HFC Bank in the clear despite admitting data protection lapse

HFC
Bank has avoided censure from the Information Commissioner despite admitting
that it breached data protection regulations when a member of staff sent
e-mails to customers that revealed the e-mail addresses of all 2,600 customers
to whom the message was being sent.

According
to the BBC, automated responses from some recipients were also sent to all
customers on the list, revealing further personal details – such as mobile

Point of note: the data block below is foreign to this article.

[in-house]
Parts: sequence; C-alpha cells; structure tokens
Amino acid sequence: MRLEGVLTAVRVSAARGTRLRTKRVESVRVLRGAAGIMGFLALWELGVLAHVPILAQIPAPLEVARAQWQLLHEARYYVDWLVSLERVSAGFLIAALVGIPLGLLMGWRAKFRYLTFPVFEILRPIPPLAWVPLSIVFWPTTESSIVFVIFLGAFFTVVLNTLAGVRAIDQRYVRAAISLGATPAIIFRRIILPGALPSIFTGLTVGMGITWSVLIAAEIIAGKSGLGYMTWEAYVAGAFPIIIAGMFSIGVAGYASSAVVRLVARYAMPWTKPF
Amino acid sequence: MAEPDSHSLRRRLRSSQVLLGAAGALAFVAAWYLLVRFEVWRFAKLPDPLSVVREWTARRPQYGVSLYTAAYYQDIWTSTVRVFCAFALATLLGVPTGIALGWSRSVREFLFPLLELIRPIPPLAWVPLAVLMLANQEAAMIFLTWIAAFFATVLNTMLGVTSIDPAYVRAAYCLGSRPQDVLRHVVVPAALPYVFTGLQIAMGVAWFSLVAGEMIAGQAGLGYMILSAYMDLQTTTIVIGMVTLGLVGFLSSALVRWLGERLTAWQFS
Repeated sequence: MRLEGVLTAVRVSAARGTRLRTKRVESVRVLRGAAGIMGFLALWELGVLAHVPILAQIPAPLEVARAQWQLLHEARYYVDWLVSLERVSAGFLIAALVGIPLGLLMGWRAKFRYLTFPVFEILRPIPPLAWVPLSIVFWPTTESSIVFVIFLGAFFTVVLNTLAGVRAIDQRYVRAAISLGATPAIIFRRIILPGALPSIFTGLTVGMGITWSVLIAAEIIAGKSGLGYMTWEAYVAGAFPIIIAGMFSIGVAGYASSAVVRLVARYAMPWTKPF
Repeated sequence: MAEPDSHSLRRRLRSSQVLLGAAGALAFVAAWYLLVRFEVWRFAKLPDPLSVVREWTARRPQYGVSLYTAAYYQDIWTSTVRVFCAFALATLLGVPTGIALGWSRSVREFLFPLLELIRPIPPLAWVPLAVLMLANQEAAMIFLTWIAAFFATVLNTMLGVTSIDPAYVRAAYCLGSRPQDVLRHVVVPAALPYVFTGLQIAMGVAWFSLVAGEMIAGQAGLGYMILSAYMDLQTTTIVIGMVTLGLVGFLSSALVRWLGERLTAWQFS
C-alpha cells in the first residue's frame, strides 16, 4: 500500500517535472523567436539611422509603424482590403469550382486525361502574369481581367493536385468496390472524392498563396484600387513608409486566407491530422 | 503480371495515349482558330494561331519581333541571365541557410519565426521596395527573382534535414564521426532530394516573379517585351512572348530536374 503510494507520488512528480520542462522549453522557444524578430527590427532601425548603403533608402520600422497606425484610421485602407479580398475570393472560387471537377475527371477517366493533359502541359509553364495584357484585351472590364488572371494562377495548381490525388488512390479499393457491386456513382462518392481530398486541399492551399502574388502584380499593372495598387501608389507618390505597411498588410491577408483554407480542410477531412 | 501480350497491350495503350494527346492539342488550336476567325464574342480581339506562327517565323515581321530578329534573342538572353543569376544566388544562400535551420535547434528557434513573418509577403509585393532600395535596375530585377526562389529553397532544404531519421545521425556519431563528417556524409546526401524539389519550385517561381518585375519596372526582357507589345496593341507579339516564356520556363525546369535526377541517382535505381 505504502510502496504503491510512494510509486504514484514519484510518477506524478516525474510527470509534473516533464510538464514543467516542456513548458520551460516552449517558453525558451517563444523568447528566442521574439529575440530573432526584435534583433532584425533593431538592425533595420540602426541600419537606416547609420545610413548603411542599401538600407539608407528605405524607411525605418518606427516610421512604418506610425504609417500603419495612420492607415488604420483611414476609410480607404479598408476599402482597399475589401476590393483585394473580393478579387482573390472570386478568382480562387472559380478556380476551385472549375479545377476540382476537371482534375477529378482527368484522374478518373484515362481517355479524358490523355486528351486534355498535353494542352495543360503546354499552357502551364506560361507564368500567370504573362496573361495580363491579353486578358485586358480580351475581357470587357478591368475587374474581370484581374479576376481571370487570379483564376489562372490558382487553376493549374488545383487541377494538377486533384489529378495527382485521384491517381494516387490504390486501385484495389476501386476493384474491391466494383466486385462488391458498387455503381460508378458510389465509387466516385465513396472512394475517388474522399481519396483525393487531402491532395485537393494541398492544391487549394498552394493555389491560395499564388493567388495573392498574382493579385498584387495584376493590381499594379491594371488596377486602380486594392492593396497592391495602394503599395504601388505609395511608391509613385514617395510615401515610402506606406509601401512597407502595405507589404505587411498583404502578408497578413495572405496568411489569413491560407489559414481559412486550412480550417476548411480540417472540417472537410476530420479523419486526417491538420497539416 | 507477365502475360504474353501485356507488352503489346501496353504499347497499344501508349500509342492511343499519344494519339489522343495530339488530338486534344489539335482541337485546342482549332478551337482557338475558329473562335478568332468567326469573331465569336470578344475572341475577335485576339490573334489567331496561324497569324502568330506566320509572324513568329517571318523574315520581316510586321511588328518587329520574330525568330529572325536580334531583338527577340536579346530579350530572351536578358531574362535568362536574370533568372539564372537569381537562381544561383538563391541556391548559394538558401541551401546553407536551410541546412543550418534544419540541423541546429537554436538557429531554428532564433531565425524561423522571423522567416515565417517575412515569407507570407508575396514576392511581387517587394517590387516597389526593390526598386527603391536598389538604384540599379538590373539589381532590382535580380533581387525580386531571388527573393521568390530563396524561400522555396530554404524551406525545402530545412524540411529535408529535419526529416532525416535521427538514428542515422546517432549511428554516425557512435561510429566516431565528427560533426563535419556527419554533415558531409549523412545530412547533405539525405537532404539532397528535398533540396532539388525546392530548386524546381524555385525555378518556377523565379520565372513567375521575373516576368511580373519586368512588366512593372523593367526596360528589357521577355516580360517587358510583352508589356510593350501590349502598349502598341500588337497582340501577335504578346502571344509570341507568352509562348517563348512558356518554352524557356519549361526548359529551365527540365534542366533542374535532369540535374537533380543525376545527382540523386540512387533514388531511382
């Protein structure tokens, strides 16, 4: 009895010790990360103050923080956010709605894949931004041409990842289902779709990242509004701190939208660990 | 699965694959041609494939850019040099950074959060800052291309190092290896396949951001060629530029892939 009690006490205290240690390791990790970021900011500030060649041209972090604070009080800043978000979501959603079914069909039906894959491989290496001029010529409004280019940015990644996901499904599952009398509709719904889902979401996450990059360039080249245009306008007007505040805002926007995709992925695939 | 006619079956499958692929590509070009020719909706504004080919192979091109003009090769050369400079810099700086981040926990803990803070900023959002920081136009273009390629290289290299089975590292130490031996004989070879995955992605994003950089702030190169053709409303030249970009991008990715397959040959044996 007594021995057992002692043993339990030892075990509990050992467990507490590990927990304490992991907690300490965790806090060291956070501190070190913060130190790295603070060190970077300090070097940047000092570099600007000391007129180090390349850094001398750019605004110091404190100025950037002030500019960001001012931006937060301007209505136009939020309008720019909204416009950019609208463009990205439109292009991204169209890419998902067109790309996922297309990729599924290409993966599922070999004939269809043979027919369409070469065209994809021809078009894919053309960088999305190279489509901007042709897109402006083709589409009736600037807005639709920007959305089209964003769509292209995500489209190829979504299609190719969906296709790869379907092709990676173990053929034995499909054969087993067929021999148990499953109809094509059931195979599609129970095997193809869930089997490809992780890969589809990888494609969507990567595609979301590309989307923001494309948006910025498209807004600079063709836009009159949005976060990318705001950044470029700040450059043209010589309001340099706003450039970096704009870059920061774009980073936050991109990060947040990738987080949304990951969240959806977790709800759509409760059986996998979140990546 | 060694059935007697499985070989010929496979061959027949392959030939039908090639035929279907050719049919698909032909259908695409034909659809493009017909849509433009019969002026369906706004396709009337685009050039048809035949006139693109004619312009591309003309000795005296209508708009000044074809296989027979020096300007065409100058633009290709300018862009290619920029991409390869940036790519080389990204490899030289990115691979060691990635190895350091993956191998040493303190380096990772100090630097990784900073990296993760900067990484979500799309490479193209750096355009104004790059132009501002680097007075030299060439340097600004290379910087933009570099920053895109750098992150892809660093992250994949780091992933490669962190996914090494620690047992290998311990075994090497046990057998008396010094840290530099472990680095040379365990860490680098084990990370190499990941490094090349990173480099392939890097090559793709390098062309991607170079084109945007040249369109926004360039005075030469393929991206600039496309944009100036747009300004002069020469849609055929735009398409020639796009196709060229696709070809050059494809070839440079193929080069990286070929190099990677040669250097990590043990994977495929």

phone numbers – and exacerbating the problem.

"I
think there are times when you just have to put your hand up and say it was a
human error,” HFC’s
corporate director Martin Rutland told the BBC MoneyBox programme.

"We
have been sending e-mails out this way for well over a year. They have never
been a problem. In this instance we made a mistake, and we unreservedly
apologise for it."

Data
protection rules require that personal information held by an organisation on
an individual remains confidential, but when HFC, part of the HSBC Group, sent
the e-mails to 2,600 customers of its Marbles credit card service, it breached
the regulations.

According
to the BBC, HFC has informed the UK’s
data protection watchdog, but the Information Commissioner decided to take no
action.

By Daniel Thomas

 

 

 

 

 

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